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Calligraform, Wissam Shawkat

Wissam Shawkat is an artist of Arabic calligraphy. Born in Basra, Iraq, he was first introduced to Arabic calligraphy at the age of 10 by his primary school teacher Muhammad Ridha Suhail.

Wissam is largely self-taught in the rigorous medium, attaining mastery through book research and visits to various masters, museum and library collections throughout the region.

He has received numerous prizes for his calligraphy and has participated as both an artist and committee member at multiple editions of the Sharjah Calligraphy Biennial and the Dubai International Calligraphy Exhibition. His style, which is referred to as Calligraform, focuses on the magnified precise forms of the letters but also the abstract shapes generated by examining the geometric spaces inside and outside of their structures.

Wissam is based in Dubai, where he is engaged full-time as an artist, designer and Arabic typographer. His work is regularly featured in books on Arabic calligraphy and typography, included in museum exhibitions and acquired by private collectors.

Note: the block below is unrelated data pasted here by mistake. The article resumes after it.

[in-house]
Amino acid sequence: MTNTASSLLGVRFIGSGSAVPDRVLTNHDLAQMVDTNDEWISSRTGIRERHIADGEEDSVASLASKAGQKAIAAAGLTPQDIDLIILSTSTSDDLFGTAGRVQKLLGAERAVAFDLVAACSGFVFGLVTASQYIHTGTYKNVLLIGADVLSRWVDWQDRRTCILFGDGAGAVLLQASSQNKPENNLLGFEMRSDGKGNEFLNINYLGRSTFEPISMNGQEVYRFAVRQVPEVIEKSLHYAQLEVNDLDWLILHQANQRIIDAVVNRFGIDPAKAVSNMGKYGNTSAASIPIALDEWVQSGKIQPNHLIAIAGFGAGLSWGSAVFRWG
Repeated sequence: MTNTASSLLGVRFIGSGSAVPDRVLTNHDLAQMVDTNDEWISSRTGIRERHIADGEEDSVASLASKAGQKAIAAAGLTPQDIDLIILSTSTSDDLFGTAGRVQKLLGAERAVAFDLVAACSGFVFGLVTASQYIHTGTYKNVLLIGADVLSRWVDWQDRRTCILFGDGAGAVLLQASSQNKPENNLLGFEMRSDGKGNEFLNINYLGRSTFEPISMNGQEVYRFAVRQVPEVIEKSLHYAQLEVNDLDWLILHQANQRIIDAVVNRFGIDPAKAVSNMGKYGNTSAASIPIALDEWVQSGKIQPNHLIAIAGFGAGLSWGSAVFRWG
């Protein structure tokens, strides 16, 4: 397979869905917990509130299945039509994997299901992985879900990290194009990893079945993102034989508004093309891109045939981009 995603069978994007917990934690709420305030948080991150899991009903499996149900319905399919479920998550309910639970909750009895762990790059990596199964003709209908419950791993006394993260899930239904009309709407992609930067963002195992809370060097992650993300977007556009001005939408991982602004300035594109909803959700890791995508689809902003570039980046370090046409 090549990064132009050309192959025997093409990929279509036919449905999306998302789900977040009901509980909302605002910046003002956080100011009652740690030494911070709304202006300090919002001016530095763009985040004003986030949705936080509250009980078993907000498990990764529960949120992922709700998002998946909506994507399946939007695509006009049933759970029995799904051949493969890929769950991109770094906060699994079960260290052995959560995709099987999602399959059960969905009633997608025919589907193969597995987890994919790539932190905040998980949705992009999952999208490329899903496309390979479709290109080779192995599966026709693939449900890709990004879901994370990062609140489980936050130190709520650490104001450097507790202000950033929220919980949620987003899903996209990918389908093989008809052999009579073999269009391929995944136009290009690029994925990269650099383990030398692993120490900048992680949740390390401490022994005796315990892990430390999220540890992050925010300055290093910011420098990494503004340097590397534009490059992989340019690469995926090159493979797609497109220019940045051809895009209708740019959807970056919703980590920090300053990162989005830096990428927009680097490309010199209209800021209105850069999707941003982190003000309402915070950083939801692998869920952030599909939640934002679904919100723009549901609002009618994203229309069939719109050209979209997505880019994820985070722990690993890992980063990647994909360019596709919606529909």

We talk to Wissam about his childhood interest in calligraphy, creating his own distinct style and script and the art of collaboration and partnerships.

Tell us about your background and where your creative journey began?

I started calligraphy in 1984 or a bit may be year earlier, It was my primary school teacher who influence that the most, plus my elder brother who had a book bought to him by my father also another factor that made me fall in love with calligraphy, I remember one day my teacher in the art class said we will learn calligraphy today and wrote some letters using chalk on the blackboard. Also I recall before that my elder brother one day came back from school and showed me a paper with his name written by his friend who use to love calligraphy and practice it, in that small note book paper, he had his name ( my brother ) written in different ways and styles. I fell in love with it and started to copy it, and at the same time my brother gave me a book and calligraphy pen, which was also a big influence, I still have that book till now.